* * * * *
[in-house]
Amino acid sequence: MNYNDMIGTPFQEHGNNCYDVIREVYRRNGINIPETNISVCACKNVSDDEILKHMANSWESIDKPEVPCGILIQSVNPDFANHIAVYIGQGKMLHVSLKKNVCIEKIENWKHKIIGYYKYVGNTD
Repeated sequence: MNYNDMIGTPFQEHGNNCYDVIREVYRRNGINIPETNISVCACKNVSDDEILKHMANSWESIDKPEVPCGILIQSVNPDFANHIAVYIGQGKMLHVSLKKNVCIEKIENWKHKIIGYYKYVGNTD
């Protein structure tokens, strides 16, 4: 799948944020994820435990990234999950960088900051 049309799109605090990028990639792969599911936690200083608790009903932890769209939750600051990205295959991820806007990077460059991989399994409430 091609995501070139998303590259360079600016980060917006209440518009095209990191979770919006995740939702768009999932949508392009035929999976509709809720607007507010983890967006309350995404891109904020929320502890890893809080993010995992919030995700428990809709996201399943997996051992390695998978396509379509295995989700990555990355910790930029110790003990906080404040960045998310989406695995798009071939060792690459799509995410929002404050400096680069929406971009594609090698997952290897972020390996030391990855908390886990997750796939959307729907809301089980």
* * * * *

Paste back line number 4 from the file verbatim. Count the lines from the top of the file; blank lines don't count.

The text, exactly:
């Protein structure tokens, strides 16, 4: 799948944020994820435990990234999950960088900051 049309799109605090990028990639792969599911936690200083608790009903932890769209939750600051990205295959991820806007990077460059991989399994409430 091609995501070139998303590259360079600016980060917006209440518009095209990191979770919006995740939702768009999932949508392009035929999976509709809720607007507010983890967006309350995404891109904020929320502890890893809080993010995992919030995700428990809709996201399943997996051992390695998978396509379509295995989700990555990355910790930029110790003990906080404040960045998310989406695995798009071939060792690459799509995410929002404050400096680069929406971009594609090698997952290897972020390996030391990855908390886990997750796939959307729907809301089980």